Những tên làng kỳ lạ nhất VN

Có những tên làng rất nho nhã, nhưng cũng có những tên mới nghe người đang buồn cũng phải phì cười. Lại có những tên làng mà nói đến, đàn ông thì hả hê, đàn bà che mặt xấu hổ, tạm gọi là những tên làng kỳ dị

Chuyện làng Trinh Tiết

Trên đường vãn cảnh Chùa Hương, ngang qua xã Đại Hưng, huyện Mỹ Đức (Hà Nội), sẽ dễ dàng bắt gặp một cái cổng làng sơn vàng, mái cong. Cổng được xây dựng khá công phu và hoành tráng, trên cổng đắp hàng chữ to mang tên “Làng văn hóa Trinh Tiết”.

“Phượt” miền Tây

Về Sa Đéc dạo phố đêm bên dòng Sa Giang thơ mộng, cùng thưởng thức lẩu cá bông lau; rồi đi Xẻo Quýt trải nghiệm thực tế các loại hình du lịch mùa nước nổi; đến Trà Sư khám phá rừng tràm vào buổi sớm mai; và dừng chân tại Tri Tôn để vui cùng lễ hội đua bò...
Đó là lịch trình đầy thú vị được các “lead phượt” (người tổ chức) mời gọi “xế - ôm” (bạn đồng hành) vào dịp cuối tuần để thoả sức khám phá những vùng đất mới, tìm hiểu về văn hoá bản địa và nghỉ ngơi thư giãn, cũng như trang bị những kỹ năng sống cần thiết.

10 ideal places for travel alone in Vietnam

Traveling alone is the pleasures and interests of many people. It gives travelersexperiences that group traveling cannot.

1- Dalat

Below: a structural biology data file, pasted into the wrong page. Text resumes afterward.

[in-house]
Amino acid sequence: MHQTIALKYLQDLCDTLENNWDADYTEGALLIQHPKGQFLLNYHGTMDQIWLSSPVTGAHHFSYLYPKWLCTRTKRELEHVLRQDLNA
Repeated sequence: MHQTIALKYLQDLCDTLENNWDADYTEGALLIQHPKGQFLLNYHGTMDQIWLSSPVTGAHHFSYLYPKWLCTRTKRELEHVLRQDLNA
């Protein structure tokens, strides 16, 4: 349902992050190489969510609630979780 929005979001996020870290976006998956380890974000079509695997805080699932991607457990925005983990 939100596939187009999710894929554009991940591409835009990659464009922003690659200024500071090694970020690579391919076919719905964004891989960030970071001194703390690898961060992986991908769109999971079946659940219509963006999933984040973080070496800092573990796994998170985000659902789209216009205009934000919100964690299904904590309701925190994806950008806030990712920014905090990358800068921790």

The resort city with the lovely scenery is an ideal place for those who love traveling alone. In Dalat visitors can admire the lyrical scene here with lots of flowers, the tree-lined streets, quiet roads in the early morning.

360 tourists book adventure tour of Son Doong Cave

As many as 360 domestic and foreign tourists have registered for a tour to explore Son Doong, the largest natural cave in the world, in the central province of Quang Binh in 2017.

The Son Doong Expedition Tour 2017 has been sold on the website of Oxalis Adventure Tours - the sole operator - at a cost of 3,000 USD per person. The five-day and four-night tour is available for a maximum of ten people during January-August.

Ban Gioc waterfall - A landmark at the national frontier

The Ban Gioc waterfall on Quay Son River in the northeastern province of Cao Bang province is one of Vietnam’s best-known waterfalls for its grandeur and charm.

Stretching the international border between Vietnam and China, it has been a natural demarcation between the two for long. The waterfall is also listed among the largest along a national border.
Located in Dam Thuy commune, Trung Khanh district, the waterfall is fed by Quay Son River rising from China. The river flows into Vietnam and reaches Dam Thuy commune at Ban Gioc village. Here, the flow divides into several branches and lowers its flow to create Ban Gioc waterfall.
The waterfall measures 35 metres high and spans 300m. Great water columns can be seen from a distance.

The current life of Vietnam's 'wild man'

Three years after being “rescued” and brought back to his home village, the so-called “wild man” Ho Van Lang in Tay Tra District of the central province of Quang Ngai still remembers his old life and has decided to build a tent in the jungle to live alone.